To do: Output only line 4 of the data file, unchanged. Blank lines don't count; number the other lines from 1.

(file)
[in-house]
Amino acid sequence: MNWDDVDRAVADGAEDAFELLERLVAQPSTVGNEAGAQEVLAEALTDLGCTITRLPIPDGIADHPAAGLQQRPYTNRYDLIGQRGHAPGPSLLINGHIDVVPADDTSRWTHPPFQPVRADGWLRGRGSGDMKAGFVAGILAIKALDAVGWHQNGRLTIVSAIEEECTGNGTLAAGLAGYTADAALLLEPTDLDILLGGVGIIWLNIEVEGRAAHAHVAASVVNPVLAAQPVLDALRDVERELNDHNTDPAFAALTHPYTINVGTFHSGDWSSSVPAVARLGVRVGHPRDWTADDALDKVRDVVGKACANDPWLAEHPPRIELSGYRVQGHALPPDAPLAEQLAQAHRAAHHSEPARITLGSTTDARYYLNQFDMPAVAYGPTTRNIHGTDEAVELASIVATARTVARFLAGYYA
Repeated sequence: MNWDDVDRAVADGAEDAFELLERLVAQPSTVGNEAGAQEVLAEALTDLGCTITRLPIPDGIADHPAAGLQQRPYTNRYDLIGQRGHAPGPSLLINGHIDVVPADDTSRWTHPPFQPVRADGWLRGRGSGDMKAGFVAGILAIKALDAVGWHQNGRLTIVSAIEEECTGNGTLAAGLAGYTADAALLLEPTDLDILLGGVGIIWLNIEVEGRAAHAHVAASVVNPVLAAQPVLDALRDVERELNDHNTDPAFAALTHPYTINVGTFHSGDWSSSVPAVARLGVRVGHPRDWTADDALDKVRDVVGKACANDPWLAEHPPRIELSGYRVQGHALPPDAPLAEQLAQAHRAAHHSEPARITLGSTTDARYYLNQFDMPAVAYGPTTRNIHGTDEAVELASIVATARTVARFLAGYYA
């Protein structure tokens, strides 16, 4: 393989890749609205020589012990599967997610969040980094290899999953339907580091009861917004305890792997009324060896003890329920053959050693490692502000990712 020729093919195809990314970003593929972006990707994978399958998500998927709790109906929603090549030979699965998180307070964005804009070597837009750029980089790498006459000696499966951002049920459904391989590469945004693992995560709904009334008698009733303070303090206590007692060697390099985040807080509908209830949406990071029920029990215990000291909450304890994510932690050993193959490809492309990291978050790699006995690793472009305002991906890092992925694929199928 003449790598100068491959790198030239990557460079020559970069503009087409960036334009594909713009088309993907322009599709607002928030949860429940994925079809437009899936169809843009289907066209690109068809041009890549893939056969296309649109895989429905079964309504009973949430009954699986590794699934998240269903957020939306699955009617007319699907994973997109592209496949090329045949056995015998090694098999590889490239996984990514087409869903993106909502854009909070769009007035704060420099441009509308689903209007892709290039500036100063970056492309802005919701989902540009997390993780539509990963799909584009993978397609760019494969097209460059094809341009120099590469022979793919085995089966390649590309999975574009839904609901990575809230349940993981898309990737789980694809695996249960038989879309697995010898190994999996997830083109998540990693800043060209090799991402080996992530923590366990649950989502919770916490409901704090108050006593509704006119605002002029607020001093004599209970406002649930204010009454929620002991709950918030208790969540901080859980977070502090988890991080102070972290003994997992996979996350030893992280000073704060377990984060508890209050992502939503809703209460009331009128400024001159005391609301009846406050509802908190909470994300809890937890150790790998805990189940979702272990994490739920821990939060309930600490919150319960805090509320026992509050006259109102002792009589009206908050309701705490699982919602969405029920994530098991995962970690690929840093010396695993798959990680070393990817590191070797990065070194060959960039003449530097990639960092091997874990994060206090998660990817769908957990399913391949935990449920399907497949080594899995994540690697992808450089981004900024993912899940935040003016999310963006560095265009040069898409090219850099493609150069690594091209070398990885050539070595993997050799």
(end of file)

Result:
């Protein structure tokens, strides 16, 4: 393989890749609205020589012990599967997610969040980094290899999953339907580091009861917004305890792997009324060896003890329920053959050693490692502000990712 020729093919195809990314970003593929972006990707994978399958998500998927709790109906929603090549030979699965998180307070964005804009070597837009750029980089790498006459000696499966951002049920459904391989590469945004693992995560709904009334008698009733303070303090206590007692060697390099985040807080509908209830949406990071029920029990215990000291909450304890994510932690050993193959490809492309990291978050790699006995690793472009305002991906890092992925694929199928 003449790598100068491959790198030239990557460079020559970069503009087409960036334009594909713009088309993907322009599709607002928030949860429940994925079809437009899936169809843009289907066209690109068809041009890549893939056969296309649109895989429905079964309504009973949430009954699986590794699934998240269903957020939306699955009617007319699907994973997109592209496949090329045949056995015998090694098999590889490239996984990514087409869903993106909502854009909070769009007035704060420099441009509308689903209007892709290039500036100063970056492309802005919701989902540009997390993780539509990963799909584009993978397609760019494969097209460059094809341009120099590469022979793919085995089966390649590309999975574009839904609901990575809230349940993981898309990737789980694809695996249960038989879309697995010898190994999996997830083109998540990693800043060209090799991402080996992530923590366990649950989502919770916490409901704090108050006593509704006119605002002029607020001093004599209970406002649930204010009454929620002991709950918030208790969540901080859980977070502090988890991080102070972290003994997992996979996350030893992280000073704060377990984060508890209050992502939503809703209460009331009128400024001159005391609301009846406050509802908190909470994300809890937890150790790998805990189940979702272990994490739920821990939060309930600490919150319960805090509320026992509050006259109102002792009589009206908050309701705490699982919602969405029920994530098991995962970690690929840093010396695993798959990680070393990817590191070797990065070194060959960039003449530097990639960092091997874990994060206090998660990817769908957990399913391949935990449920399907497949080594899995994540690697992808450089981004900024993912899940935040003016999310963006560095265009040069898409090219850099493609150069690594091209070398990885050539070595993997050799």